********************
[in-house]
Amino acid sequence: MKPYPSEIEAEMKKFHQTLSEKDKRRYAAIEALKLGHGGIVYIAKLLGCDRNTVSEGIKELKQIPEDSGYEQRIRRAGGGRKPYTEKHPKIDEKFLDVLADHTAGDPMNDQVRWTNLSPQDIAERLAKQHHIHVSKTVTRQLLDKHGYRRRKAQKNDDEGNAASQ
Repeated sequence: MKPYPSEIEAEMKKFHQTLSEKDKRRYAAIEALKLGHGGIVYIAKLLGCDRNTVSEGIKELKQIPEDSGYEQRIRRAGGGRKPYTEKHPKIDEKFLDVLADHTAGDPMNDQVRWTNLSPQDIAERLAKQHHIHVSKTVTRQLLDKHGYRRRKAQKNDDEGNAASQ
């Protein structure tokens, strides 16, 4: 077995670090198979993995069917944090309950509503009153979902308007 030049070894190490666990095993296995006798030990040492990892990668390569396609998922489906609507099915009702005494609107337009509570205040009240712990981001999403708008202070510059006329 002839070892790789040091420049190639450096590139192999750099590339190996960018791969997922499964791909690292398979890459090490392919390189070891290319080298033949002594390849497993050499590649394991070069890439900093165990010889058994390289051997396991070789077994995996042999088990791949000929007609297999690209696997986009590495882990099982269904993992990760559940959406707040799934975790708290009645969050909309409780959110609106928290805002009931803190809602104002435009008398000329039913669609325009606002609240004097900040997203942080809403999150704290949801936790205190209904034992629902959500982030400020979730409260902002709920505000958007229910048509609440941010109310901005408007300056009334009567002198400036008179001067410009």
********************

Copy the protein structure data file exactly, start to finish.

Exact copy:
[in-house]
Amino acid sequence: MKPYPSEIEAEMKKFHQTLSEKDKRRYAAIEALKLGHGGIVYIAKLLGCDRNTVSEGIKELKQIPEDSGYEQRIRRAGGGRKPYTEKHPKIDEKFLDVLADHTAGDPMNDQVRWTNLSPQDIAERLAKQHHIHVSKTVTRQLLDKHGYRRRKAQKNDDEGNAASQ
Repeated sequence: MKPYPSEIEAEMKKFHQTLSEKDKRRYAAIEALKLGHGGIVYIAKLLGCDRNTVSEGIKELKQIPEDSGYEQRIRRAGGGRKPYTEKHPKIDEKFLDVLADHTAGDPMNDQVRWTNLSPQDIAERLAKQHHIHVSKTVTRQLLDKHGYRRRKAQKNDDEGNAASQ
């Protein structure tokens, strides 16, 4: 077995670090198979993995069917944090309950509503009153979902308007 030049070894190490666990095993296995006798030990040492990892990668390569396609998922489906609507099915009702005494609107337009509570205040009240712990981001999403708008202070510059006329 002839070892790789040091420049190639450096590139192999750099590339190996960018791969997922499964791909690292398979890459090490392919390189070891290319080298033949002594390849497993050499590649394991070069890439900093165990010889058994390289051997396991070789077994995996042999088990791949000929007609297999690209696997986009590495882990099982269904993992990760559940959406707040799934975790708290009645969050909309409780959110609106928290805002009931803190809602104002435009008398000329039913669609325009606002609240004097900040997203942080809403999150704290949801936790205190209904034992629902959500982030400020979730409260902002709920505000958007229910048509609440941010109310901005408007300056009334009567002198400036008179001067410009």